Why Facebook Paid $16 Billion For An Ugly, Primitive App

The answer lies partly in design, but not in the way you might think.

Facebook agreed to pay some $16 billion for an app called WhatsApp this week, leading to widespread confusion and surprise among analysts (Forbes called it a "stunner," Reuters a "shocker"). Why would Facebook pay what is, objectively, an obscene amount of money for an app most Americans have at best barely heard of? (For comparison, Instagram and YouTube sold for $1 billion each, and the venerable and profitable Jim Beam bourbon company sold for only $13 billion.) And for those who have heard of it, why would Facebook pay so much money for a barebones, borderline-ugly chat app?

WhatsApp seems like a million other apps: it lets you chat with people. Why is it different, and much more valuable than, competitors like WeChat and Kik? Or Google Hangouts, or Badoo, or Oovoo, or Tango, or AIM, or even Facebook's own Messenger app, most of which are more feature-rich and beautiful than WhatsApp. The answer lies partly in design, but not in the way you might think.

Facebook has tried to position itself lately as a place of high design. The new Paper app, essentially a replacement for the regular Facebook app, is beautiful, with flippity-floppity animations and hard edges and soft animated transitions. Timeline, the newish version of your individual profile page introduced in January 2012, is a major step forward from the MySpace era of profile pages: a chronological stream of images and text coming together to represent your Facebook life.

But maybe most useful to look at now, with this monster purchase blocking the sky, is an app that failed. Facebook over the years has repeatedly tried and failed to buy another chat app, Snapchat. A couple years ago, Facebook apparently decided, well, who needs Snapchat anyway? The actual hook of the app, that messages vanish after a few seconds, is the kind of thing that a first-year Facebook engineer can create in an afternoon. So Facebook made its own version, called Poke. Where Snapchat was unreliable and unpredictable, covered in garish patterns and sloppy animations and inexplicably low-res video, Poke was clean, simple, and pretty. It was in every conceivable way a better-designed app than Snapchat.

A couple months after Poke's release, with adoption almost nil and Snapchat's user base continuing to skyrocket unabated, Facebook decided to stop bothering to promote it. Facebook had been beaten by bad design. Which brings us to WhatsApp.

WhatsApp is a fairly simple chat app; its design is meant to be easy to use rather than pretty or innovative. And it succeeds at that! Anyone who's used, like, a smartphone will be able to download WhatsApp, take a look at it, and understand how it works and what it does.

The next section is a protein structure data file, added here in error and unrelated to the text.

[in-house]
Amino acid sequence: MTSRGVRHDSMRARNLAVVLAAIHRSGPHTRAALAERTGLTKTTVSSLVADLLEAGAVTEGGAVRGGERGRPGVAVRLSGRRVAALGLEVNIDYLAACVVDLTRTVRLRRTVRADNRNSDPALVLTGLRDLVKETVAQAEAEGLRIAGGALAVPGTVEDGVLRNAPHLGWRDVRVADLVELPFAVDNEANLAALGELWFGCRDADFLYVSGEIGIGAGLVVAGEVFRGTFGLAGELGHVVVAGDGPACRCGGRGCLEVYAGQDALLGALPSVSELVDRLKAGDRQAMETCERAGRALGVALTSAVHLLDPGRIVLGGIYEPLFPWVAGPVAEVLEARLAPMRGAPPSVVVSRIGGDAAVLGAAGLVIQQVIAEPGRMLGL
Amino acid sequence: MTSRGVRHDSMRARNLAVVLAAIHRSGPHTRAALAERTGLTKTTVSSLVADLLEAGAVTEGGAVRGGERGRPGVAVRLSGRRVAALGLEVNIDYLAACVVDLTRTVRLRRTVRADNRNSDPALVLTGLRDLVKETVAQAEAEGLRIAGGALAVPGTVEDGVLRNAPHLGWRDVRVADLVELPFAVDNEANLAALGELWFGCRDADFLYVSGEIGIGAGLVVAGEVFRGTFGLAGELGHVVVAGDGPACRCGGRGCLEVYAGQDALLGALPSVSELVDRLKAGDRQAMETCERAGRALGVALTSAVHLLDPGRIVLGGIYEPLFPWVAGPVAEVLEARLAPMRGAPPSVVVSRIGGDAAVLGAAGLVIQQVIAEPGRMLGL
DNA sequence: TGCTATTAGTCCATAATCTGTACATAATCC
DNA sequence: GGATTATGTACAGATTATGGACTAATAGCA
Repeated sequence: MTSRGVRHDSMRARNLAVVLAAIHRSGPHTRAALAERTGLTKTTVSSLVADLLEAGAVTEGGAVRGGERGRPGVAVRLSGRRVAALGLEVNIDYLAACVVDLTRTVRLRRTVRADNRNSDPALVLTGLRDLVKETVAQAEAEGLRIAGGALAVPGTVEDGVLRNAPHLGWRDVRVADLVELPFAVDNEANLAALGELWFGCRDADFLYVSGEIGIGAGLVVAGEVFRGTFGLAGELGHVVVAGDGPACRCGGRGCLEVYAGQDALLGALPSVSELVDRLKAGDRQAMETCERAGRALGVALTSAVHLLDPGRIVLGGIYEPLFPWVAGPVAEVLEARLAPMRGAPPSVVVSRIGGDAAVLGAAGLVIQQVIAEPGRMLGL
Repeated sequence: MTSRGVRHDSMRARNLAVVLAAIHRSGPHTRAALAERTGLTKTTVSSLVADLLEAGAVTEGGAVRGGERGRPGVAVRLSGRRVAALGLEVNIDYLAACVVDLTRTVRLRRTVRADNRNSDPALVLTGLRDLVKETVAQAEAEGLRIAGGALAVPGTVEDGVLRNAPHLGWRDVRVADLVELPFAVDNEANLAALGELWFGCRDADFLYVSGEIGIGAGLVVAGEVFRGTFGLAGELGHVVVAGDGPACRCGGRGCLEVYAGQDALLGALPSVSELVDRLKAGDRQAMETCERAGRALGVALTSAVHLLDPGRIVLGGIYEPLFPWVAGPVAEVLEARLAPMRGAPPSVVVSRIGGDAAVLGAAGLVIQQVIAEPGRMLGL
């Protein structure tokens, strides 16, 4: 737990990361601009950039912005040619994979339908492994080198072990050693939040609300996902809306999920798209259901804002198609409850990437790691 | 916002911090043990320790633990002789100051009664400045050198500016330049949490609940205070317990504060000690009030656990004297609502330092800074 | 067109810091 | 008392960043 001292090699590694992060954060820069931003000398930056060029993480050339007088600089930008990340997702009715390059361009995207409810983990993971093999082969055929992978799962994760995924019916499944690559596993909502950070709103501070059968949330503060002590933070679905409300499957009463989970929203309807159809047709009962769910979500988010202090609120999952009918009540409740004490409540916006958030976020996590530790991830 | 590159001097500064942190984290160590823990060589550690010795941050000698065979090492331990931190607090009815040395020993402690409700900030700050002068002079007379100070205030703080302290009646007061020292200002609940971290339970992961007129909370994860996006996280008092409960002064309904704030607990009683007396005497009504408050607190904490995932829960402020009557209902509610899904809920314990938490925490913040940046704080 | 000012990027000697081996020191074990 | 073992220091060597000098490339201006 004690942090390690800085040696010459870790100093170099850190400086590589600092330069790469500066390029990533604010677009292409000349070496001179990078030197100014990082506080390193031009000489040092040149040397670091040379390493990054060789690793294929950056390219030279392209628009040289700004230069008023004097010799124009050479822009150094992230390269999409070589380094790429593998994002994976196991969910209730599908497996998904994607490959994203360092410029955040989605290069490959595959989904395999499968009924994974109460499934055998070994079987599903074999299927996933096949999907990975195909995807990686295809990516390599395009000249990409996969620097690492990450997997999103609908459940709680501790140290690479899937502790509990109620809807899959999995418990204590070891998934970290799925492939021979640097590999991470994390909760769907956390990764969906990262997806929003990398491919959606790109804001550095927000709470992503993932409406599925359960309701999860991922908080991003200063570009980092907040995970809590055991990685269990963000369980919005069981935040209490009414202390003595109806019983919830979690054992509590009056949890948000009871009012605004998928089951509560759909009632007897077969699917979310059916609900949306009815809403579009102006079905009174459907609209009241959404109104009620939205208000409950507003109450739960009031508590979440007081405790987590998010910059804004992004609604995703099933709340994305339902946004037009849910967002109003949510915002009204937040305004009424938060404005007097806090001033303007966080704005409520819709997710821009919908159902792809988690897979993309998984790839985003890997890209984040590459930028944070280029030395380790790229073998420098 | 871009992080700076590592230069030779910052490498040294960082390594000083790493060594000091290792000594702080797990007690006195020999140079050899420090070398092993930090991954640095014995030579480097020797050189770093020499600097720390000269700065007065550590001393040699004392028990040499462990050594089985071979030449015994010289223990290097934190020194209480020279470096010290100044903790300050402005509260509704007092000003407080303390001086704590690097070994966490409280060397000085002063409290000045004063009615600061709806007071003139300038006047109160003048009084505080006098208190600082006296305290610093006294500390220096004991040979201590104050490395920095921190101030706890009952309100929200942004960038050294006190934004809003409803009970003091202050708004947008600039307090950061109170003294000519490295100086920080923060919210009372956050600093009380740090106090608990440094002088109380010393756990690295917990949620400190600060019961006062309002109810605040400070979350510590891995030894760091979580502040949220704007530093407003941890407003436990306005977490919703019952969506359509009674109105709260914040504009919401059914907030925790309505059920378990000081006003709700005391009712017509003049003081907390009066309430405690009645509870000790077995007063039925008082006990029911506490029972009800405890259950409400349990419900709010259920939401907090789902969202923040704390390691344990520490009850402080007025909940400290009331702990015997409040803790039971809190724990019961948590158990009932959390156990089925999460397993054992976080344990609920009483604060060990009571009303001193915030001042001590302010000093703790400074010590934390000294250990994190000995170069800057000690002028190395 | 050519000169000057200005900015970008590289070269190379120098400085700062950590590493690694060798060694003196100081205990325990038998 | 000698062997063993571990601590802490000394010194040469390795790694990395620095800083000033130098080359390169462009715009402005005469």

If not for the nice fonts and soothing blue color of iOS7, the iPhone version would look almost bereft of design thought altogether: there are no animations, no innovative icons or artwork, no gestural tricks, in fact no art at all aside from some backgrounds. The default background on my phone is a sort of off-white with a bunch of indistinct pencil drawings of trumpets, chat bubbles, airplanes, chickens, and whatever else the designer could think of in five minutes. It's ugly and I haven't figured out a way to just make it white, for some reason. BuzzFeed's John Herrman says, "It’s a primitive-looking app—maybe even ugly." Felix Salmon of Reuters goes even deeper: "WhatsApp is an ugly, clunky product with a juvenile name; there are dozens of prettier, smoother, more elegant mobile messaging apps out there."

But it's the functional design, not the aesthetics, that matter here. Along the bottom of the screen, WhatsApp has simple, clear icons for your favorite contacts, your status, your list of contacts, your list of currently open chats, and settings. Within a chat, you tap one button to record a voice message, or another to upload a photo or video. Everything works exactly as expected; whereas in Paper I sometimes find myself unsure of how to navigate or what to do, no such problems come up in WhatsApp. It's not pretty, but the design is incredibly solid.

As with the Snapchat/Poke debacle, what Facebook's discovering (and why I think, despite the ludicrous amount of Monopoly money involved in this deal, that it's a very smart move for Facebook) is that as often as not, aesthetics are irrelevant.

What's relevant is that WhatsApp has 450 million users; that it runs simply and easily on iPhones, Android phones, BlackBerrys, Windows Phones, and platforms Americans may have never heard of, like Symbian; that in developing countries, WhatsApp runs on phones that have never entered a Facebook office; and that chat is perhaps the single most important, most essential thing a smartphone can do.